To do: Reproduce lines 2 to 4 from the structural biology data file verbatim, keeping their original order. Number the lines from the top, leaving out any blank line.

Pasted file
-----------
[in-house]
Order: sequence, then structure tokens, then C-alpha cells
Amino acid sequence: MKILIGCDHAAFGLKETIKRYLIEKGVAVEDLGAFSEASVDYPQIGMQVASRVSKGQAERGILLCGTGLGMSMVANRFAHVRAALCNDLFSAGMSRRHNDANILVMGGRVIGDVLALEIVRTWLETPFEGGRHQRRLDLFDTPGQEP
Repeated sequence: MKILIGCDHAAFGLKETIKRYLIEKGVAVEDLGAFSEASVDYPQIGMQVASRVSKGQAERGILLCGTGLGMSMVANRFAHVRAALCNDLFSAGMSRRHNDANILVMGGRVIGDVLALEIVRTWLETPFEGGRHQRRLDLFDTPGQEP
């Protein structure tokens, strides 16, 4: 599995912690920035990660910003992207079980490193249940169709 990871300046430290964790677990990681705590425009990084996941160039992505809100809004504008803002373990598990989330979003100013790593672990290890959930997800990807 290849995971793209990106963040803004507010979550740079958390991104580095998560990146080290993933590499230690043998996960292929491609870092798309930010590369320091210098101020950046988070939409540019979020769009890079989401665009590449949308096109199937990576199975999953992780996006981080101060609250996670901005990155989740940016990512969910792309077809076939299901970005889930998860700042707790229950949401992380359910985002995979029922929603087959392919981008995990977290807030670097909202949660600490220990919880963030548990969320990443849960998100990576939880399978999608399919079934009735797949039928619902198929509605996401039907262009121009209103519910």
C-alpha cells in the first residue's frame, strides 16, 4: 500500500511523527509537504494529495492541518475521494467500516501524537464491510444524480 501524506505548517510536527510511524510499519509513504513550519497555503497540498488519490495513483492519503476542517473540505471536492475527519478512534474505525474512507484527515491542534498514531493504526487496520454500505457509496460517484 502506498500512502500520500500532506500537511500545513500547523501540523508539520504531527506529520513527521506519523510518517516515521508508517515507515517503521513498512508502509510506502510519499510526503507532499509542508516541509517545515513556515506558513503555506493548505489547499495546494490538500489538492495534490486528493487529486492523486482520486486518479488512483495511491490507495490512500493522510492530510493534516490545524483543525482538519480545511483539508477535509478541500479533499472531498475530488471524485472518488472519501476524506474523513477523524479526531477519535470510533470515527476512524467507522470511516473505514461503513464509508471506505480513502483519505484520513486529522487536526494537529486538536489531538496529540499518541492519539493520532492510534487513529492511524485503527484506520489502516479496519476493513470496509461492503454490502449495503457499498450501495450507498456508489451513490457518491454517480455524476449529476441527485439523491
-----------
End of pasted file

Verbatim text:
Order: sequence, then structure tokens, then C-alpha cells
Amino acid sequence: MKILIGCDHAAFGLKETIKRYLIEKGVAVEDLGAFSEASVDYPQIGMQVASRVSKGQAERGILLCGTGLGMSMVANRFAHVRAALCNDLFSAGMSRRHNDANILVMGGRVIGDVLALEIVRTWLETPFEGGRHQRRLDLFDTPGQEP
Repeated sequence: MKILIGCDHAAFGLKETIKRYLIEKGVAVEDLGAFSEASVDYPQIGMQVASRVSKGQAERGILLCGTGLGMSMVANRFAHVRAALCNDLFSAGMSRRHNDANILVMGGRVIGDVLALEIVRTWLETPFEGGRHQRRLDLFDTPGQEP